By Govindini Murty. The turn toward female-centered comedies seems to be accelerating in the indie cinema as much as in mainstream Hollywood. In the wake of Bridesmaids and HBO’s Girls, the new comedy Lola Versus, starring indie favorite Greta Gerwig, is the latest risque, R-rated project to explore the imperfect reality of women’s lives. The film screened this spring at the Tribeca Film Festival and is currently playing in theaters.
Greta Gerwig plays 29-year old Lola, a graduate student working on her Ph.D. in literature who thinks her life is perfect until she is dumped by her fiance just a few weeks before their wedding. Lola is devastated by the break-up – and flummoxed at the prospect of turning 30 as a single in New York. She swerves into a series of comic misadventures: hooking up with the wrong men, drinking and partying too hard, and neglecting her work, as she tries to figure out what to do with her life. Aiding and abetting her are her friends, the zany aspiring actress Alice (Zoe Lister-Jones, also the film’s screenwriter) and a quirky musician named Henry (Hamish Linklater). Lola’s parents are played in nice turns by Debra Winger and Bill Pullman.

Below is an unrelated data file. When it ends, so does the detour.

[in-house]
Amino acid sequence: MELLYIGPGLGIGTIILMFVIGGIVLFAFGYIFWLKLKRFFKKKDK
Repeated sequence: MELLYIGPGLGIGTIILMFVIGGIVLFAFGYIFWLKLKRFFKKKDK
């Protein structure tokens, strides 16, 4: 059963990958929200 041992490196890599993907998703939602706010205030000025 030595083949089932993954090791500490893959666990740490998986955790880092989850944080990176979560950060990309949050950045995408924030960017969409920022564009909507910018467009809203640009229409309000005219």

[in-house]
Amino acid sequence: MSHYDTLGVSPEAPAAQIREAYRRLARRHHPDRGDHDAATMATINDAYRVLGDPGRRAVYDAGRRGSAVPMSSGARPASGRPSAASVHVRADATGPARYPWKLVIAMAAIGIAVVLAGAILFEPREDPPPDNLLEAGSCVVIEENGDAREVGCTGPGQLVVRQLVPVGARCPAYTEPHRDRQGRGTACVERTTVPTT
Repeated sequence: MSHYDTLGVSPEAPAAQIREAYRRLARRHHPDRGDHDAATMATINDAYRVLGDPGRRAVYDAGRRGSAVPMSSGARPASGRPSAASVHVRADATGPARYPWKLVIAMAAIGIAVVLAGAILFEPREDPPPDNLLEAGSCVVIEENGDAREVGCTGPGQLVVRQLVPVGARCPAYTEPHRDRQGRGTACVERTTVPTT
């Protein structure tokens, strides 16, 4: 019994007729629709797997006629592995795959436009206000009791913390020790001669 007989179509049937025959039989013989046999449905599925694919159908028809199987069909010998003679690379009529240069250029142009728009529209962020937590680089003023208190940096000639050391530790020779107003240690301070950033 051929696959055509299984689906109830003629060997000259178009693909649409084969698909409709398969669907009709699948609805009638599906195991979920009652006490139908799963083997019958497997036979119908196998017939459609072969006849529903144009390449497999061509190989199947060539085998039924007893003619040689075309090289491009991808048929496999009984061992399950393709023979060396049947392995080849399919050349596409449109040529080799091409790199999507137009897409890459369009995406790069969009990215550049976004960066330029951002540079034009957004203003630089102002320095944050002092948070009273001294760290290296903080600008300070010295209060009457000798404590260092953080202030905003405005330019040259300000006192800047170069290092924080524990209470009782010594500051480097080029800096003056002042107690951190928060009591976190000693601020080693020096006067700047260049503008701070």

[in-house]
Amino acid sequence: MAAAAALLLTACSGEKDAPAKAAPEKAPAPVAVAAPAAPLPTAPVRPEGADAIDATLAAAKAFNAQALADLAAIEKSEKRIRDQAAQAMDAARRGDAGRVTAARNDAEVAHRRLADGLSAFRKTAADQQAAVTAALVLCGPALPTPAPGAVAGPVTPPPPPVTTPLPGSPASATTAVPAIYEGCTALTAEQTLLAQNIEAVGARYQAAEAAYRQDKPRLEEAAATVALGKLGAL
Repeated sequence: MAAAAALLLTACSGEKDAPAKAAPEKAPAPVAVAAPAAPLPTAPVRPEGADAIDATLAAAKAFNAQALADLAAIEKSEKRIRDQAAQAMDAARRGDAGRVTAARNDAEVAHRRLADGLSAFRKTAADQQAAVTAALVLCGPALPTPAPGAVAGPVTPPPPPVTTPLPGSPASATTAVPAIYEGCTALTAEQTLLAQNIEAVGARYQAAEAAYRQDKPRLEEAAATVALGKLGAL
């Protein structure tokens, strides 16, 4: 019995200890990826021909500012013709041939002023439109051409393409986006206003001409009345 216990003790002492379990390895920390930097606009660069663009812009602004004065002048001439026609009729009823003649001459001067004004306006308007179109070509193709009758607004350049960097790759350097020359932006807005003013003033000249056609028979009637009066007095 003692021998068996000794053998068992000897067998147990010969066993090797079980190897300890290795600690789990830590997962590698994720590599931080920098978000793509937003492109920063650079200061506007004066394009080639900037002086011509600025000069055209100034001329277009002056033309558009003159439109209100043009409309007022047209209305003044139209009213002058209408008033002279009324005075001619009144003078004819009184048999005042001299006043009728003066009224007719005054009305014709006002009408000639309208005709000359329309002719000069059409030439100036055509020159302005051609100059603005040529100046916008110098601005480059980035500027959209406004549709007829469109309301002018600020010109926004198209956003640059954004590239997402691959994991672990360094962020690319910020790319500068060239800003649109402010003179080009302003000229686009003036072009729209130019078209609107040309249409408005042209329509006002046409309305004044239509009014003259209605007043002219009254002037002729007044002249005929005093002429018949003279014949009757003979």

Gerwig shines as Lola, bringing a quirky charm and intelligence to what might otherwise be a standard rom-com role. It’s easy to see why directors Whit Stillman (in Damsels in Distress), Woody Allen (in From Rome With Love) and mumblecore favorite Mark Duplass have all worked with her.
I had the chance recently to chat with Greta Gerwig, as well as with director Daryl Wein and screenwriter Zoe Lister-Jones, at a screening of Lola Versus at USC Cinema School in LA. Interestingly enough, all three of them emphasized the importance of making a film that celebrated a woman’s point of view. As Wein said in the Q & A after the screening:
“We realized that we really wanted to do a female oriented film just because we weren’t really seeing female-driven stories about single women, especially at this age. … Even me as a man, I wanted to see a portrait of a woman I could relate with.”
I asked them what influenced them as filmmakers in this regard, and Gerwig, Wein, and Lister-Jones cited films from two distinct eras: the 1970s/‘80s (with a smattering of ‘90s indie cinema) and classic Hollywood in the 1930s and ‘40s.
Greta Gerwig answered:
“I’m a cinephile – I love movies … I like movies that have a really strong writer, I love Howard Hawks’ movies, I love Preston Sturges movies, Billy Wilder, Ernst Lubitsch. Those are the movies that I love because they’re almost “plays as films.” They have this quality of – you can almost see the dialogue when people speak it. [That’s] really important, and I think that that’s still what I love, and I’m so grateful that I got to work with someone like Whit Stillman who is in that tradition, who’s really erudite and literary. … And I also love Woody Allen, I mean he’s kind of a person I think of all the time. But those filmmakers – that’s what I always look for, what I always hope for, and when I see echoes of that in things I just get so excited.”